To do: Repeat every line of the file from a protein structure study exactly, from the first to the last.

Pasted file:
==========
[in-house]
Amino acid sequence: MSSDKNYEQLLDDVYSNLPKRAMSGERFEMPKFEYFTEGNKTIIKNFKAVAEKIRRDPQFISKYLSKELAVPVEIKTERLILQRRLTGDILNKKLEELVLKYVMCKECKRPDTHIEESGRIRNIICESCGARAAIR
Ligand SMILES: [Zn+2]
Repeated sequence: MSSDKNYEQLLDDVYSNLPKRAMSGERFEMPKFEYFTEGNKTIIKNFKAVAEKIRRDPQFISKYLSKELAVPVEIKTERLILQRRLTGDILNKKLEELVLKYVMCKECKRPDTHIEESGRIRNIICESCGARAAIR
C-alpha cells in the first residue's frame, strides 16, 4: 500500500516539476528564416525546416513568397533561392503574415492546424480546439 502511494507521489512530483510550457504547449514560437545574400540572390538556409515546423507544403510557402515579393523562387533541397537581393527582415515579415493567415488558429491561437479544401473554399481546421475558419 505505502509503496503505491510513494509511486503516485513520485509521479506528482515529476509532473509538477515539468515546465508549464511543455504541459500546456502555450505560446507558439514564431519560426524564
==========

[in-house]
Amino acid sequence: MSSDKNYEQLLDDVYSNLPKRAMSGERFEMPKFEYFTEGNKTIIKNFKAVAEKIRRDPQFISKYLSKELAVPVEIKTERLILQRRLTGDILNKKLEELVLKYVMCKECKRPDTHIEESGRIRNIICESCGARAAIR
Ligand SMILES: [Zn+2]
Repeated sequence: MSSDKNYEQLLDDVYSNLPKRAMSGERFEMPKFEYFTEGNKTIIKNFKAVAEKIRRDPQFISKYLSKELAVPVEIKTERLILQRRLTGDILNKKLEELVLKYVMCKECKRPDTHIEESGRIRNIICESCGARAAIR
C-alpha cells in the first residue's frame, strides 16, 4: 500500500516539476528564416525546416513568397533561392503574415492546424480546439 502511494507521489512530483510550457504547449514560437545574400540572390538556409515546423507544403510557402515579393523562387533541397537581393527582415515579415493567415488558429491561437479544401473554399481546421475558419 505505502509503496503505491510513494509511486503516485513520485509521479506528482515529476509532473509538477515539468515546465508549464511543455504541459500546456502555450505560446507558439514564431519560426524564